Representing the education community, the new chair of the Falls Church Education Foundation, former mayor Dan Gardner and Donna Englander, executive director of the FCEF touted the project. Gardner noted that if Falls Church abdicated its independence because of an unwillingness to stay fiscally sound, that “Fairfax County would be doing exactly the same thing and we’d have no say in the project.” Christopher Fay, executive director of Homestretch, a Falls Church non-profit in the City Center area tasked with placing homeless persons in sustainable living situations, hailed the new jobs the project would create.
Ed Henderson of the Tinner Hill Foundation and announced City Council candidate Lawrence Webb spoke in favor, as did Ed Salzberg, chair of the City’s Economic Development Authority.
Those with either some misgivings, or who were downright against the plan included venerable City founding father Lou Olom, assailing the “metropolitanism” of the project, Charles Plowmeier, who said small businesses wouldn’t survive in the plan. John Murphy questioned the revenue generation per acre of the project. Former Mayor Carol DeLong, conceded it is the biggest project in the City’s history, but that “it might be a bit hasty” to wrap it up by February.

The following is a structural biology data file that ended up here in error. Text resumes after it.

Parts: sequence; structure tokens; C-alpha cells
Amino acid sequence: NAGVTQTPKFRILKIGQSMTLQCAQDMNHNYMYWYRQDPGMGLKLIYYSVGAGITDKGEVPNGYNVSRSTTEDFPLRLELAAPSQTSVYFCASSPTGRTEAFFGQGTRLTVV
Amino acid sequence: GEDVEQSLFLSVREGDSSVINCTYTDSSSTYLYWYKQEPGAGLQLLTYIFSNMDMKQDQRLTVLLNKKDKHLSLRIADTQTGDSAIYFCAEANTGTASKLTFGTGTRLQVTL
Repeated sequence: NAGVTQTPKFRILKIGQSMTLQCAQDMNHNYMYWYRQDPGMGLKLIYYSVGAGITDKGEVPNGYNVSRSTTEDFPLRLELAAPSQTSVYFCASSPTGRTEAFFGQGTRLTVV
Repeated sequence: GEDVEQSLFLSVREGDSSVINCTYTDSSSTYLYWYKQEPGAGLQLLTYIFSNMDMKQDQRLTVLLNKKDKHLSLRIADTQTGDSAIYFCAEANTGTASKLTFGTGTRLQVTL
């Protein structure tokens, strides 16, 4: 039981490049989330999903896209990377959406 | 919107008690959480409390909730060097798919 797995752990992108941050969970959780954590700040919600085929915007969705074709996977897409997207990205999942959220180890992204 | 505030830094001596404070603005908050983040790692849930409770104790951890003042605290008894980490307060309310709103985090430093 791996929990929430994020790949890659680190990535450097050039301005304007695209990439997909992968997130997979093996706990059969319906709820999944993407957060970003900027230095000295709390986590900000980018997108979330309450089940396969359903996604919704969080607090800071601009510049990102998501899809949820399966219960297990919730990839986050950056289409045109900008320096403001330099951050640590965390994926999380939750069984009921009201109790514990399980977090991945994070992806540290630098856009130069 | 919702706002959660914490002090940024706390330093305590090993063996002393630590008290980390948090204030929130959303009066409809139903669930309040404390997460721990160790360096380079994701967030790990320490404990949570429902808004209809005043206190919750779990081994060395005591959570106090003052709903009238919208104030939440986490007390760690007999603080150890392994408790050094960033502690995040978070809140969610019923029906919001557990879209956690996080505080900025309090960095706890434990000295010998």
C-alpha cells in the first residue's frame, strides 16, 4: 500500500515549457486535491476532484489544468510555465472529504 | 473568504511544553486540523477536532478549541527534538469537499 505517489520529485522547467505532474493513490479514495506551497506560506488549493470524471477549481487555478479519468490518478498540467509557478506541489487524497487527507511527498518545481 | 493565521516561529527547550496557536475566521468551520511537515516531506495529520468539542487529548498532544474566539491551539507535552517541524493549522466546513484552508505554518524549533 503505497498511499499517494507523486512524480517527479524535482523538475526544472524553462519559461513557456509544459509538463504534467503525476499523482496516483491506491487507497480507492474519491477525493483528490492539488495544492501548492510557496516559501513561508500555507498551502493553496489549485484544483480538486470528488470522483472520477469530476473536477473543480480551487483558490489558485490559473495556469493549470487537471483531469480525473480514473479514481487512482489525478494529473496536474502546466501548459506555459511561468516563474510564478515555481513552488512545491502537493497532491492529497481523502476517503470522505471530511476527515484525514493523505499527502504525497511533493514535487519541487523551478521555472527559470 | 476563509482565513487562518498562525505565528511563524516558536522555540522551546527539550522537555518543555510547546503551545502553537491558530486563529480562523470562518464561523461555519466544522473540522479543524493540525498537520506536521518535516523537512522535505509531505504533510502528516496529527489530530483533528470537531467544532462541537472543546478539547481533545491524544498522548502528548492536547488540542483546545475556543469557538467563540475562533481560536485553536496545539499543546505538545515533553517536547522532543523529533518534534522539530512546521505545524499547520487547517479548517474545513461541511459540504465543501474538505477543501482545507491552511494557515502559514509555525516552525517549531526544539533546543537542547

Jeff Peterson, president of the Village Presevation and Improvement Society (VPIS) said the project “falls short of the Comprehensive Plan vision,” and former VPIS president Keith Thurston said there “are major disappointments” in the plan’s “lack of a great space.”
Neighbors to the site, some of whom spoke in favor Monday, also included Stephanie Powell, Nader Baroukh and Bernadette Fancuberta, all of whom all spoke of shortcomings. Baroukh and Fancuberta are adamanty opposed to the project.
Among the Council members, David Chavern noted the commercial area on which the City Center will go currently has a density no greater than a single family home area of the City and “has no charm.”
Dan Maller said of the City Center project, “this is a bold stand,” Dan Sze cited a City Center referendum supported by citizens years ago, Dave Snyder said it was “the only project so far to actually comply with the spirit of the special exception ordinance.”
Hal Lippman said “there is nothing reckless in this, it has been a long, arduous process.” Lindy Hockenberry said, “We have the privilege of bringing to fruition something that has been in the city’s thoughts for 35 years,” and Mayor Robin Gardner echoed the remarks of her colleagues.